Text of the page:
First he claimed that “no child will die” from funding cuts to school libraries. Next he proposed to remove limits on class size in contract negotiations with the province’s teachers, claiming there is “no evidence” that such limits help improve student achievement. Then, in response to the release of an extensive study commissioned by his own ministry demonstrating the failure of the pedagogical reform first implemented back in 2000, he flat out denied the study’s results, claiming that it was “too early” to judge.

The most recent outrage came from Bolduc’s statement that it was okay for schools to strip-search students, provided it was done “respectfully.”

To characterize Bolduc as an incompetent clown in a comedy of errors is a mistake. He is no fool and knows exactly what he is doing.

If it seems he doesn’t care about the consequences of his policy proposals for public education, it’s because he doesn’t.

An education minister with no vision

In Margaret Thatcher’s England, Bolduc would have been referred to as a “dry.” The “wets” were those in Thatcher’s government ridiculed by the more hard-line conservatives for wetting their pants at the thought of implementing the various Thatcherite policies that would be so harmful to Britain’s working class. The “dries” were those unfazed at the thought of harming society’s most vulnerable.

Bolduc has no vision for public education, nor does he claim to. He has been given his marching orders from the Finance Ministry and he has loyally executed them.

His resignation may feel good, but he will quickly be replaced by another of the Finance Ministry’s foot soldiers.

The problem is far bigger than Bolduc and involves Quebec’s entire political class. And though this problem certainly has ideological dimensions, it is far more about interests than ideology. Quebec’s elites look after their own interests, and the Liberal Party of Quebec is their primary tool.

In this light Bolduc’s various proposals to throw the public education system into chaos with budget cuts and attacks on the working conditions of teachers haven’t been incompetent at all. They quite effectively serve the interests of the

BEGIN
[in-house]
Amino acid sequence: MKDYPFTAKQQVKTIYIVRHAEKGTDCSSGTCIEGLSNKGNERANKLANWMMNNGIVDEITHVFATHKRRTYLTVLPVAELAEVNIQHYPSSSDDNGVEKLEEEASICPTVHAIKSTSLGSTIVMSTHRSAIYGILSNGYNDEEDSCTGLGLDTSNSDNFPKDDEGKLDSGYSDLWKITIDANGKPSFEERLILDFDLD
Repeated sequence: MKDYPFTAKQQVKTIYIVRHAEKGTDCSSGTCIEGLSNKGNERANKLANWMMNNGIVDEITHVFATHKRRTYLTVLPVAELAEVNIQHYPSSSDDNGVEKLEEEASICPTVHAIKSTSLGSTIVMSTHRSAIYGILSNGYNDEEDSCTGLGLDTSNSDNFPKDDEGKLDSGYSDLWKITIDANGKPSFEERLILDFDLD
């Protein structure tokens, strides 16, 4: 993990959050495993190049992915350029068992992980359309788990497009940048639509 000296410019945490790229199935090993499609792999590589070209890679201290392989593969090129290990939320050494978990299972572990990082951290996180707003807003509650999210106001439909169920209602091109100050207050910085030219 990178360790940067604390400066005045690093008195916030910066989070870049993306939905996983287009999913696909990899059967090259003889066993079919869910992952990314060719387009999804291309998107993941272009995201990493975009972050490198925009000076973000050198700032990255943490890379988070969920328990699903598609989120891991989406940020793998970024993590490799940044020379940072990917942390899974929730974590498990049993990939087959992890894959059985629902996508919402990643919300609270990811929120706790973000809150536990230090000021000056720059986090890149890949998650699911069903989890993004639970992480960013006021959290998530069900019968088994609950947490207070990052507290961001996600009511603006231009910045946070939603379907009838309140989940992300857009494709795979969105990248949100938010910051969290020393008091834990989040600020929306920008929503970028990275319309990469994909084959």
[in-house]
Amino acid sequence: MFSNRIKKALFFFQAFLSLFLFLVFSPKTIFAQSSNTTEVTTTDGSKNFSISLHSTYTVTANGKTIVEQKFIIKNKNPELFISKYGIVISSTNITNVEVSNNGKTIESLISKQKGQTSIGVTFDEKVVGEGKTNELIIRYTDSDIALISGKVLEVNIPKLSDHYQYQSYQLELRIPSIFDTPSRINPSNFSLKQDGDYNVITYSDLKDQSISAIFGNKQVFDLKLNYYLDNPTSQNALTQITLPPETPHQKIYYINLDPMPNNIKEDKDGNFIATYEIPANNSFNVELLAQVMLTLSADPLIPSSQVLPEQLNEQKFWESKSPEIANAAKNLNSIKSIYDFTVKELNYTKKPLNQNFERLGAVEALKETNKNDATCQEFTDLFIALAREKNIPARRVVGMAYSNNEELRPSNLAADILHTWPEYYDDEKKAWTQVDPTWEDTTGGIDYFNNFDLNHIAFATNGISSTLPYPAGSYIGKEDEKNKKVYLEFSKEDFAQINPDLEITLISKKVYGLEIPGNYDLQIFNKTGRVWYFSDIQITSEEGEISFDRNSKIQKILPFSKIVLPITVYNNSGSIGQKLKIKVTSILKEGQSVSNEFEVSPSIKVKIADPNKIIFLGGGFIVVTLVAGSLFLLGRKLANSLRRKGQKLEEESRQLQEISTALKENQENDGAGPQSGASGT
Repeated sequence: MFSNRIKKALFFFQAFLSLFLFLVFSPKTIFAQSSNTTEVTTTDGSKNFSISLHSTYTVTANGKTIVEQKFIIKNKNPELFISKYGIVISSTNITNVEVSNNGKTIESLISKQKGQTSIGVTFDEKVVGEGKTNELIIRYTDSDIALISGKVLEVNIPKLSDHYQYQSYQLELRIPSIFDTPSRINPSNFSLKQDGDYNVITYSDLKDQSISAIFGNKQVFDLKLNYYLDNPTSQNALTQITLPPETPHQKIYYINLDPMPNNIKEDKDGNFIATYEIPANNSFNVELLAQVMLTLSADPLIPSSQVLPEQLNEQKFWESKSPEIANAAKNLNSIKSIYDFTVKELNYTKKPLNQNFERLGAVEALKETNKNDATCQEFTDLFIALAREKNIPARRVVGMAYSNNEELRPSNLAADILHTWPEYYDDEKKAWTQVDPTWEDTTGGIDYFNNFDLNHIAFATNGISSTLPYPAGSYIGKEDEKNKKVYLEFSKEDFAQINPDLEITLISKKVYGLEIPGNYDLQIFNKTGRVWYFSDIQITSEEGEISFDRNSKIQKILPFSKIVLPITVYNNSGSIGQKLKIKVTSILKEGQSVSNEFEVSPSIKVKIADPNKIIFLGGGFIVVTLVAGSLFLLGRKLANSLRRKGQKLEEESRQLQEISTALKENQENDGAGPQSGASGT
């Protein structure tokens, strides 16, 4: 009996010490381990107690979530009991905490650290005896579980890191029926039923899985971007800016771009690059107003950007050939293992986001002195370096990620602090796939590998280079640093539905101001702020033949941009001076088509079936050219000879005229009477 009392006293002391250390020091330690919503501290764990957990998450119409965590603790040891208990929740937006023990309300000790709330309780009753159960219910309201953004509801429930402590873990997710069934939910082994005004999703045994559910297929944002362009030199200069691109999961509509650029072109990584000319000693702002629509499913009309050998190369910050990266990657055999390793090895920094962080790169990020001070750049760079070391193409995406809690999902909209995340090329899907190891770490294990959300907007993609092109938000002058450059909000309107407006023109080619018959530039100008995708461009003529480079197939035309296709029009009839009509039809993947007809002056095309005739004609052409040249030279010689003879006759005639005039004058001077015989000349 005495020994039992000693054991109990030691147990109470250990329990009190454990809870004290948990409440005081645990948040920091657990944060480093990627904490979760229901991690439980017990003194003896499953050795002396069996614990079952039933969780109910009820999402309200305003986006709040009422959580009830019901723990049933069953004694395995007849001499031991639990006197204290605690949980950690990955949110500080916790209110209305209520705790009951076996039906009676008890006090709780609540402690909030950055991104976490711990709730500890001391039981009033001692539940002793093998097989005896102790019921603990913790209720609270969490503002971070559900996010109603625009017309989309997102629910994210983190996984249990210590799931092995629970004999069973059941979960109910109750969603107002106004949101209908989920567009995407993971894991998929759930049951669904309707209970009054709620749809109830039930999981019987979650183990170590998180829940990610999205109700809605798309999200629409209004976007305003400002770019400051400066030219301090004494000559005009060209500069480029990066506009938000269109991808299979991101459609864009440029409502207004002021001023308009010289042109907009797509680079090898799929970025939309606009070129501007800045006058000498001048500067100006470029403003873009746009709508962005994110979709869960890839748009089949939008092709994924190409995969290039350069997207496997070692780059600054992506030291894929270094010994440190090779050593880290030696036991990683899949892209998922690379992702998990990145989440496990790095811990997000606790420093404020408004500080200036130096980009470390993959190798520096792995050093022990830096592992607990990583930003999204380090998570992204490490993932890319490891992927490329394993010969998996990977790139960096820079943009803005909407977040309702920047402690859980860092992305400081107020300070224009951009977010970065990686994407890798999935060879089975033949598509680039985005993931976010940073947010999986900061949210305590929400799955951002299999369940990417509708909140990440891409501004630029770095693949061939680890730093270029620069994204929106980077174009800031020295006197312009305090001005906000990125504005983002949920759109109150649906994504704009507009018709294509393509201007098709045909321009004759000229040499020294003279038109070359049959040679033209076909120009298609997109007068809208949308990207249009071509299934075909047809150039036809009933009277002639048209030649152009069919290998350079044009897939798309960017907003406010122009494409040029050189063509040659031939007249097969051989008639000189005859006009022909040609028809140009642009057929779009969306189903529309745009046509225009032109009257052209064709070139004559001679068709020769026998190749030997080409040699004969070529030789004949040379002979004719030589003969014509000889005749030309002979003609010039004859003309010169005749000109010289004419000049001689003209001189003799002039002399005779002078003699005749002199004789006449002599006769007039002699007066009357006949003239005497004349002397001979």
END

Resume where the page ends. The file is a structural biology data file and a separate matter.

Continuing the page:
wealthiest segment of Quebec society.

Quebec’s elites are well aware that they have been feasting on tax cuts for the last 20 years and that these tax cuts, not social spending, are the real cause of the province’s current deficit. They also know that the vast majority of Quebecers would rather see those with plenty make do with a little less than see a decline in the quality of public services or an increase in user fees. Someone has to pay for these tax cuts and the Liberal government is working hard to ensure that it is working-class families and their children who pay, not those who actually benefited from these massive tax cuts.

Not only does slashing funding for public education protect the billions in tax cuts that have been doled out to the rich in recent years, it also protects the generous public subsidies received by the private schools where they send their children to be educated.

There can be no clearer example of the extent to which the Liberal government is beholden to elite interests than the fact that it is leaving these subsidies untouched while imposing extreme austerity on the public system.

Segregation in the education system

A recent campaign launched by La Federation Autonome d’Enseignment illustrates the extent to which these elite schools are like a parasite that feeds on the public system. While Quebec’s public schools have suffered nearly a billion dollars in budget cuts over the last ten years, there has been almost no belt tightening for Quebec’s 180 private schools, which continued to receive